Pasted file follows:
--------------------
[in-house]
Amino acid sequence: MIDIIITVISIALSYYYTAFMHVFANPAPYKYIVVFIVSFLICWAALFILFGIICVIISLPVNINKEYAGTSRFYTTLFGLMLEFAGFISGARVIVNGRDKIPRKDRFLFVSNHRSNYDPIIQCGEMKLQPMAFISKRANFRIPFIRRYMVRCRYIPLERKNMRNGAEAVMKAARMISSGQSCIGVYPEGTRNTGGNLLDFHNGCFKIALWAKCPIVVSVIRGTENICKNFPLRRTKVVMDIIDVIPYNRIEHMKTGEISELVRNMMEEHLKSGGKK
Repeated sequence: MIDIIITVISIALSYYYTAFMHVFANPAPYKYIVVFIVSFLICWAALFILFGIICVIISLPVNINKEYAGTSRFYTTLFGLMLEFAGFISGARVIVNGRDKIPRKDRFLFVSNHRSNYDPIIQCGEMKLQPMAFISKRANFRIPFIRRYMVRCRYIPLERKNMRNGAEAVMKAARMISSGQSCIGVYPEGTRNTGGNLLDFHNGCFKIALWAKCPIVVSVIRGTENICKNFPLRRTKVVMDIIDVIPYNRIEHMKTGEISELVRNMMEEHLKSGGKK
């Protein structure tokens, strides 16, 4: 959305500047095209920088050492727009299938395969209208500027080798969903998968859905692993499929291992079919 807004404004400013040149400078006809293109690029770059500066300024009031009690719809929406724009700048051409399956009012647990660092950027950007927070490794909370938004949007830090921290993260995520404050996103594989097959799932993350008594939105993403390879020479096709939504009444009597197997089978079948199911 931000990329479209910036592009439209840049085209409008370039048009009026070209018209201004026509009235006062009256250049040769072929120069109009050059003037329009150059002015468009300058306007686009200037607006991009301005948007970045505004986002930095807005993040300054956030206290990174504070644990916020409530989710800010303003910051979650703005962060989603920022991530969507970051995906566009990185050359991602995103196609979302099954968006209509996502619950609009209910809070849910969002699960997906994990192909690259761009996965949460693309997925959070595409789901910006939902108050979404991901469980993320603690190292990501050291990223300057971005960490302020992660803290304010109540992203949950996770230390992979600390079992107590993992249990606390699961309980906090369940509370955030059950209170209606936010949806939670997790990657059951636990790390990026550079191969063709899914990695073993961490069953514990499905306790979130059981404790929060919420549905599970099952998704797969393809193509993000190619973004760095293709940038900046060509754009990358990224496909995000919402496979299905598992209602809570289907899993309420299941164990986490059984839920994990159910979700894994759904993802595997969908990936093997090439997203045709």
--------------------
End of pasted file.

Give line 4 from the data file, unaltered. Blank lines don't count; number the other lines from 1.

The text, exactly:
């Protein structure tokens, strides 16, 4: 959305500047095209920088050492727009299938395969209208500027080798969903998968859905692993499929291992079919 807004404004400013040149400078006809293109690029770059500066300024009031009690719809929406724009700048051409399956009012647990660092950027950007927070490794909370938004949007830090921290993260995520404050996103594989097959799932993350008594939105993403390879020479096709939504009444009597197997089978079948199911 931000990329479209910036592009439209840049085209409008370039048009009026070209018209201004026509009235006062009256250049040769072929120069109009050059003037329009150059002015468009300058306007686009200037607006991009301005948007970045505004986002930095807005993040300054956030206290990174504070644990916020409530989710800010303003910051979650703005962060989603920022991530969507970051995906566009990185050359991602995103196609979302099954968006209509996502619950609009209910809070849910969002699960997906994990192909690259761009996965949460693309997925959070595409789901910006939902108050979404991901469980993320603690190292990501050291990223300057971005960490302020992660803290304010109540992203949950996770230390992979600390079992107590993992249990606390699961309980906090369940509370955030059950209170209606936010949806939670997790990657059951636990790390990026550079191969063709899914990695073993961490069953514990499905306790979130059981404790929060919420549905599970099952998704797969393809193509993000190619973004760095293709940038900046060509754009990358990224496909995000919402496979299905598992209602809570289907899993309420299941164990986490059984839920994990159910979700894994759904993802595997969908990936093997090439997203045709």